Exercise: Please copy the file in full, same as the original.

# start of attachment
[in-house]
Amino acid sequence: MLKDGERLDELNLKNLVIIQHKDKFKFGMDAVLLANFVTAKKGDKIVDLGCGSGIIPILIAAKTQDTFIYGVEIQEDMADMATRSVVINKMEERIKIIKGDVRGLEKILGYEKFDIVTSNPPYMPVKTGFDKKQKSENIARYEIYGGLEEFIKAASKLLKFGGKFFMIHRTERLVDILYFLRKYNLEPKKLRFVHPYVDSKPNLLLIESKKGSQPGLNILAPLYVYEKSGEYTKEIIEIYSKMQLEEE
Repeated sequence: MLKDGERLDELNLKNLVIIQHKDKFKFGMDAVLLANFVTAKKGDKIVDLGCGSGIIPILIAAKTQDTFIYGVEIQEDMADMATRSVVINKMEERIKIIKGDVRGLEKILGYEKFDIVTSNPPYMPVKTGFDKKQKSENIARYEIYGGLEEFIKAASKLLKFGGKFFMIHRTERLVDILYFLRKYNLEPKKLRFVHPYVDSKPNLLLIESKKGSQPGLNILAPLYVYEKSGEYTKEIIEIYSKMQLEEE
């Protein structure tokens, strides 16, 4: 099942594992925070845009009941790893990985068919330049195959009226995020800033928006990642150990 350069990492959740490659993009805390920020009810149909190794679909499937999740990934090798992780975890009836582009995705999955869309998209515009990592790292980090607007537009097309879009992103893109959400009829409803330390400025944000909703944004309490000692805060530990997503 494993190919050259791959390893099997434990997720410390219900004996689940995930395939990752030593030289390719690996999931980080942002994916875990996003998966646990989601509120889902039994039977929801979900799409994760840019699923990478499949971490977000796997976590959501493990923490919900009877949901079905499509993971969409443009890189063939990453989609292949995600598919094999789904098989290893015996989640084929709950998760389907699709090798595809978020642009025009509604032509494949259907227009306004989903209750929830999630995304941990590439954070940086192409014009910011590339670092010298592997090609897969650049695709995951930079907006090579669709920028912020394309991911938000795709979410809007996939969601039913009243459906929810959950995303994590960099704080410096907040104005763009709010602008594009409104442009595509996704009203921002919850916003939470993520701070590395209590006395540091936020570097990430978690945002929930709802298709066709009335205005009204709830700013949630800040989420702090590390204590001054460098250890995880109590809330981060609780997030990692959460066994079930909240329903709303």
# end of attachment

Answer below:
[in-house]
Amino acid sequence: MLKDGERLDELNLKNLVIIQHKDKFKFGMDAVLLANFVTAKKGDKIVDLGCGSGIIPILIAAKTQDTFIYGVEIQEDMADMATRSVVINKMEERIKIIKGDVRGLEKILGYEKFDIVTSNPPYMPVKTGFDKKQKSENIARYEIYGGLEEFIKAASKLLKFGGKFFMIHRTERLVDILYFLRKYNLEPKKLRFVHPYVDSKPNLLLIESKKGSQPGLNILAPLYVYEKSGEYTKEIIEIYSKMQLEEE
Repeated sequence: MLKDGERLDELNLKNLVIIQHKDKFKFGMDAVLLANFVTAKKGDKIVDLGCGSGIIPILIAAKTQDTFIYGVEIQEDMADMATRSVVINKMEERIKIIKGDVRGLEKILGYEKFDIVTSNPPYMPVKTGFDKKQKSENIARYEIYGGLEEFIKAASKLLKFGGKFFMIHRTERLVDILYFLRKYNLEPKKLRFVHPYVDSKPNLLLIESKKGSQPGLNILAPLYVYEKSGEYTKEIIEIYSKMQLEEE
């Protein structure tokens, strides 16, 4: 099942594992925070845009009941790893990985068919330049195959009226995020800033928006990642150990 350069990492959740490659993009805390920020009810149909190794679909499937999740990934090798992780975890009836582009995705999955869309998209515009990592790292980090607007537009097309879009992103893109959400009829409803330390400025944000909703944004309490000692805060530990997503 494993190919050259791959390893099997434990997720410390219900004996689940995930395939990752030593030289390719690996999931980080942002994916875990996003998966646990989601509120889902039994039977929801979900799409994760840019699923990478499949971490977000796997976590959501493990923490919900009877949901079905499509993971969409443009890189063939990453989609292949995600598919094999789904098989290893015996989640084929709950998760389907699709090798595809978020642009025009509604032509494949259907227009306004989903209750929830999630995304941990590439954070940086192409014009910011590339670092010298592997090609897969650049695709995951930079907006090579669709920028912020394309991911938000795709979410809007996939969601039913009243459906929810959950995303994590960099704080410096907040104005763009709010602008594009409104442009595509996704009203921002919850916003939470993520701070590395209590006395540091936020570097990430978690945002929930709802298709066709009335205005009204709830700013949630800040989420702090590390204590001054460098250890995880109590809330981060609780997030990692959460066994079930909240329903709303």